Currently it’s sweet pea season in New Mexico, so we created “Give Peas a Chance,” our fourth healthy food campaign. AFSC brings free, organic peas to Head Start and other preschools serving low-income children, along with activity guides that focus on vegetables, growing food and healthy eating.
Every child who eats a local sweet pea gets a sticker. Staff and parents told us they were delighted that their children were eating vegetables grown by farmers in their communities.
“We had a girl who was very scared of trying the peas, but once the stickers you gave us came out, she tried it,” one teacher said. “All the kids tried them!” Another teacher added, “Some of the children did not want to try the peas, but after observing their peers, all of the children tasted them.”
Chris Chávez of Casa Fresco Farm harvests sweat peas. (Photo: AFSC New Mexico)
Part of the work of AFSC New Mexico is making sure that people have access to healthy food, regardless of income, while supporting the economic viability of local, small-scale, sustainable farms. One of the ways we do this with our farm-to-school programs.
Research shows that when children develop a taste for healthy food at a young age, it can improve their quality of life, which is especially important because of the U.S. epidemic of childhood obesity and juvenile diabetes. To that end, we have created healthy food campaigns and partnered with local farmers and preschools to get young children excited about eating vegetables. Our motto is “Kids Win When Farmers and Schools Work Together.”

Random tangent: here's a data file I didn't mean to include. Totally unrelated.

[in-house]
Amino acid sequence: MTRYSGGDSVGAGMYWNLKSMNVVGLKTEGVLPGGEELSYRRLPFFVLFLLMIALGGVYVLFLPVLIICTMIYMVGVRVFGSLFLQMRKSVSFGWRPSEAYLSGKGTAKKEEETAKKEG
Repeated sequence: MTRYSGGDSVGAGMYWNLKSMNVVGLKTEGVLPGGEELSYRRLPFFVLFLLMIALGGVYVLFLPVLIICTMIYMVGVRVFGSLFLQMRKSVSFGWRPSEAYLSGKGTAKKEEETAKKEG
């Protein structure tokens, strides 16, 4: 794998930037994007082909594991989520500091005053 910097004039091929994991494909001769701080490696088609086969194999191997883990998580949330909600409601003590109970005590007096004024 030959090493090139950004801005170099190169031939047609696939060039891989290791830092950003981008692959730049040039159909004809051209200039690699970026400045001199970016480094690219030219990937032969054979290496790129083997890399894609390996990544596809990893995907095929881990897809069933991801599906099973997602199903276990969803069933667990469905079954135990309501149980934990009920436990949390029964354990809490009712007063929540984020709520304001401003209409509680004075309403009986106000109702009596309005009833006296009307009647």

Teachers as "essential workers"
We also recognize the great sacrifices that teachers--deemed “essential workers”—have made during the pandemic, risking their own health to care for young children. Women of color make up the majority of early childhood educators, and their pay is very low. In New Mexico, 65% of lead teachers and 55% of assistant directors make less than $30,000 per year.
We also know that the first few years of a child’s life are very formative, and these women play a crucial role. The teachers we partner with have supported our young children to eat healthy, and several of them made an entire day out of the Give Peas a Chance healthy food activities we provided.
“The children liked counting the number of peas inside,” one teacher told us. “Staff were happy to have fresh veggies to taste as well.” Another teacher added, “The children loved eating the peas, and staff enjoyed the connection with local growers.” A third shared, “My students love peas; they call them ‘babies’ and enjoy eating them piece by piece.”
AFSC New Mexico has been developing great relationships with the teachers, who have helped us create our healthy food activities. We plan to publish a guide in the fall documenting this work, making sure to amplify the voices of the teachers and the farmers.
Teachers in New Mexico support AFSC's Give Peas a Chance campaign. (Photo: AFSC New Mexico)